View Trial of Polly Baker
Type: Literary Hoax.
Summary: The story of a woman tried for giving birth to five children out of wedlock provoked widespread popular outrage during the eighteenth century.
In 1747 the text of a speech delivered by a woman, Polly Baker, accused by British magistrates in a court in Colonial America of having sexual intercourse out of wedlock attracted a great deal of attention in Europe and America. The evidence that she had committed the crime was fairly compelling. She had just given birth to her fifth child, and she was unmarried.
The speech was a transcript of Polly Baker’s statement to the trial judges. It opened with Polly declaring her hope that she would be spared a fine, as she had already paid a fine four times for this supposed crime.
Polly then argued that while she was obviously guilty of the crime, the law itself was unreasonable. She said, “I have brought five fine children into the world at the risk of my life… I have maintained them well by my own industry, without burdening the township, and would have done it better if it had not been for the heavy charges and fines I have paid.”
Moreover, she argued, she was being punished, while the men who had committed the crime with her were let off scot free. She would have preferred to marry, she insisted, but none of her partners had been honorable enough to ask her. So why was she being punished for what was really their crime? Her only real crime, she declared, was that she was too trusting and naive.
Finally, Polly argued, hers was a religious offense, not a secular one. “You believe I have offended heaven and must suffer eternal fire. Will not that be sufficient? What need is there, then, of your additional fines and whipping?”
Polly ended the speech by declaring that instead of fining her, the judges should erect a statue in her honor. The story had a happy ending, because not only did the court declare her innocent, but one of the judges asked her hand in marriage the next day.
The case of Polly Baker attracted widespread popular sympathy and provoked outrage at the injustice of the penal system.
Dissemination of the Story
Polly Baker’s speech was first printed in a London paper, the General Advertiser, on April 15, 1747. Within days the Gentleman’s Magazine had republished it, embellishing it with the detail that Polly subsequently bore fifteen children to the magistrate who married her at the conclusion of the trial. By July the text of the speech had made its way to America, where it appeared in newspapers such as the Boston Weekly Post-Boy, the New York Gazette, and the Annapolis Maryland Gazette.
The story of Polly Baker was still circulating by the 1770s, during which decade it became quite popular in France. The Abbe Raynal incorporated it into his Histoire Philosophique. In addition, both Diderot and Brissot de Warville used the tale to propagandize against the Ancien Regime.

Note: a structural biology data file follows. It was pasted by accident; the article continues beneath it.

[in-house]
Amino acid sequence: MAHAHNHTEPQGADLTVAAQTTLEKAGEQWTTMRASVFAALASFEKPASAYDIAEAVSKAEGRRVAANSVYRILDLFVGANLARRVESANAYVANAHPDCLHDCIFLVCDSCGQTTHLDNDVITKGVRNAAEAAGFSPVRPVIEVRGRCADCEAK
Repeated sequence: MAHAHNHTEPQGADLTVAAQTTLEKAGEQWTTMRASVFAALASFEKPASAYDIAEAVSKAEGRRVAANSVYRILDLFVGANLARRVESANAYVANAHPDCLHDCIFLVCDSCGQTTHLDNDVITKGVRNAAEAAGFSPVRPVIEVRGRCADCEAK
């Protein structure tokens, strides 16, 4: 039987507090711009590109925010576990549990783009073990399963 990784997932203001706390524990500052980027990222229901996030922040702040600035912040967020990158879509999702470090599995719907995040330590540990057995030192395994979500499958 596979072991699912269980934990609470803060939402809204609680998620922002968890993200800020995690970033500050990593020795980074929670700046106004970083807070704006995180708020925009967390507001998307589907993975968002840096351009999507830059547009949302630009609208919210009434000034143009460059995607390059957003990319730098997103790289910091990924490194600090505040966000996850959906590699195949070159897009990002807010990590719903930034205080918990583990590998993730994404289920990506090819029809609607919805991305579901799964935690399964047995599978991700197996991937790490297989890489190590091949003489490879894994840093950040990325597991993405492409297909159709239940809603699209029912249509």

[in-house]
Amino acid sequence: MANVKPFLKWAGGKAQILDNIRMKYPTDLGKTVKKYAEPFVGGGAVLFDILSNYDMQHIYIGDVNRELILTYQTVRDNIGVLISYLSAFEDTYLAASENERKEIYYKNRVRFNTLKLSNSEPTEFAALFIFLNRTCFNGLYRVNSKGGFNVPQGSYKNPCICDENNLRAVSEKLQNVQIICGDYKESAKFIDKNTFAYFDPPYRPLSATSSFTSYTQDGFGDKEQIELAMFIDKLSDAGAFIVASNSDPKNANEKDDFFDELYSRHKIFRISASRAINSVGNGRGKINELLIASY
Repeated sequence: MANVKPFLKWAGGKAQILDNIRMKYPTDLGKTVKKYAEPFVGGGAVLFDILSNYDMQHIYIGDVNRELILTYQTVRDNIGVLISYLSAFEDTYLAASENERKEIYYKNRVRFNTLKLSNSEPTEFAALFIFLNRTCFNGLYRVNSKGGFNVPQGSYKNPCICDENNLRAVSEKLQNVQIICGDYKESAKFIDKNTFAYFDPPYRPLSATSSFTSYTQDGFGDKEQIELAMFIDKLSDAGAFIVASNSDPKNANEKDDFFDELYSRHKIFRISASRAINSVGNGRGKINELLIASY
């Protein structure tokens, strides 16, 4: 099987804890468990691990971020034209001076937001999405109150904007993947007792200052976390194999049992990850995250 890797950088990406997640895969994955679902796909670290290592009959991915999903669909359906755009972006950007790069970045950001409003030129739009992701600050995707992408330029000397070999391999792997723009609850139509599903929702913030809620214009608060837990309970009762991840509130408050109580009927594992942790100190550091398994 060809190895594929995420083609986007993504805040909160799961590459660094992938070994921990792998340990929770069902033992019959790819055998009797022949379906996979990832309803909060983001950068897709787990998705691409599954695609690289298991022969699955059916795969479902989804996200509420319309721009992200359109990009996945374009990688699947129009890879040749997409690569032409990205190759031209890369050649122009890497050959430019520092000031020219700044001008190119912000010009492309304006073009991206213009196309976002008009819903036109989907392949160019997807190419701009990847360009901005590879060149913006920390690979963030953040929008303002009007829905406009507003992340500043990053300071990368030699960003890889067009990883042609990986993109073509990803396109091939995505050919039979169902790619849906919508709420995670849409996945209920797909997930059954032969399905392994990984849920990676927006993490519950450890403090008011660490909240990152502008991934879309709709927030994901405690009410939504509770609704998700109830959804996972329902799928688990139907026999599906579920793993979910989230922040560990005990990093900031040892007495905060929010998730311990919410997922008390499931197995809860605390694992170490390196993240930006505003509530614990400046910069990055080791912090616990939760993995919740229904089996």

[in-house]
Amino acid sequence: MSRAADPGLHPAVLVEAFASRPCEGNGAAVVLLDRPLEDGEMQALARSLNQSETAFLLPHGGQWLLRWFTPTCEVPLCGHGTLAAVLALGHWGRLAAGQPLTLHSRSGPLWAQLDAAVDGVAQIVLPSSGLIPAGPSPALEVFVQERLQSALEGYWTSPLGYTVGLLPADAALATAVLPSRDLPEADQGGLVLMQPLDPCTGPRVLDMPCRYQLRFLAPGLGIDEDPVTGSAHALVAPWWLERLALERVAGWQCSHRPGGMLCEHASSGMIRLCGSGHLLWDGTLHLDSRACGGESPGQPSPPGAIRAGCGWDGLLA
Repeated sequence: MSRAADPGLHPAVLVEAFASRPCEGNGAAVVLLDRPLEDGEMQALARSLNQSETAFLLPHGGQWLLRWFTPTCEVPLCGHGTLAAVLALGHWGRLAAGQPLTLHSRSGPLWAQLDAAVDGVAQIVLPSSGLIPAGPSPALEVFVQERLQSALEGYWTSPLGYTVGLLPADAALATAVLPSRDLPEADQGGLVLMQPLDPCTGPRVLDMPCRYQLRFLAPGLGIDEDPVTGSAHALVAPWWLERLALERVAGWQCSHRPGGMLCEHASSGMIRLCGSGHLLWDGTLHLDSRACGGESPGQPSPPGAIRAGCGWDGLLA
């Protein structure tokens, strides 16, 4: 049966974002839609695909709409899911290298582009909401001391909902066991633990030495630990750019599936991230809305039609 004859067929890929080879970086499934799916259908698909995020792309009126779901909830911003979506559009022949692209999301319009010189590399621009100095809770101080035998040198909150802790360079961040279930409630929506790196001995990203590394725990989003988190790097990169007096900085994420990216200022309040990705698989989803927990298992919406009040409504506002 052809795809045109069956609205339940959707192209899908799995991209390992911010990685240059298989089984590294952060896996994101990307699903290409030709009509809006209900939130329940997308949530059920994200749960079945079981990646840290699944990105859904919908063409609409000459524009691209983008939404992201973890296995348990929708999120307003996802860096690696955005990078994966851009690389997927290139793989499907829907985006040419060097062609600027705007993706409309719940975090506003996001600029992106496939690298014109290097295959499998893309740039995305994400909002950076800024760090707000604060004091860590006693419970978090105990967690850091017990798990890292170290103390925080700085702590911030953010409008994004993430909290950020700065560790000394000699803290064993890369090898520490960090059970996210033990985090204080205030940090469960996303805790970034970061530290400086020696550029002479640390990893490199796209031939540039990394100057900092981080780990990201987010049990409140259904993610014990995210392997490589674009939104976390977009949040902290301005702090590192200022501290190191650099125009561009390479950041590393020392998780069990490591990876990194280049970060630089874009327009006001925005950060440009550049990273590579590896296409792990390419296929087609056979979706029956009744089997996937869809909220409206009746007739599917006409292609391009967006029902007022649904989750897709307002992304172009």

Authorship of Polly Baker
Throughout most of the eighteenth century the trial of Polly Baker was accepted by most readers as a true story. However, late in the century, Benjamin Franklin confessed that he was its true author.
The tale goes that in 1777, when Franklin was ambassador to France, he and Silas Deane were discussing errors they had found in the Abbe Raynal’s Historie Philosophique, when the Abbe Raynal himself happened to walk in. When informed of the subject of their conversation, Raynal denied there being any errors. However, Franklin called his attention to the story of Polly Baker. The Abbe insisted it was a true story, which caused Franklin to laugh. Franklin said, “I will tell you, Abbe, the origin of that story. When I was a printer and editor of a newspaper we were sometimes slack of news, and to amuse our customers I used to fill up our vacant columns with anecdotes and fables and fancies of my own, and this tale of Polly Baker is one of my making.”
Despite Franklin’s confession, the tale of Polly Baker continued to be often retold as a true story. As late as 1917 a major sociological study described it as real.
One aspect of Franklin’s confession is difficult to account for. The story of Polly Baker first appeared in 1747 in London’s General Advertiser, and yet at that time Franklin was in America, working as the editor of the Pennsylvania Gazette. It is assumed he must have crafted the hoax in collusion with the editor of the General Advertiser.
Franklin’s confession has been accepted as true by scholars such as Jefferson, Voltaire, and Carl Van Doren. The historian Max Hall compiled a large amount of evidence in support of Franklin’s authorship. And the editors of The Papers of Benjamin Franklin, published by the American Philosophical Society and Yale University, have also accepted Franklin as the author of the tale of Polly Baker.
Assuming that Franklin did write the speech, his intention appears to have been to draw attention to the unfairness of the law which punished mothers, but not fathers, for having children out of wedlock. Franklin himself fathered a son out of wedlock. The hoax represents Franklin’s first criticism of the penal system, a subject which he devoted much attention to in later decades.
- Fedler, Fred. (1989). Media Hoaxes. Iowa State University Press. Pgs. 7-10.
- Hall, Max. (1972). “An Amateur Detective on the Trail of B. Franklin, Hoaxer.” Massachusetts Historical Society Proceedings. 84: 26-43.
- Hall, Max. (1960). Benjamin Franklin & Polly Baker: The History of a Literary Deception. University of North Carolina Press. Chapel Hill, NC.
- Marcello Maestro. (1975). “Benjamin Franklin and the Penal Laws.” Journal of the History of Ideas. 36(3): 551-562.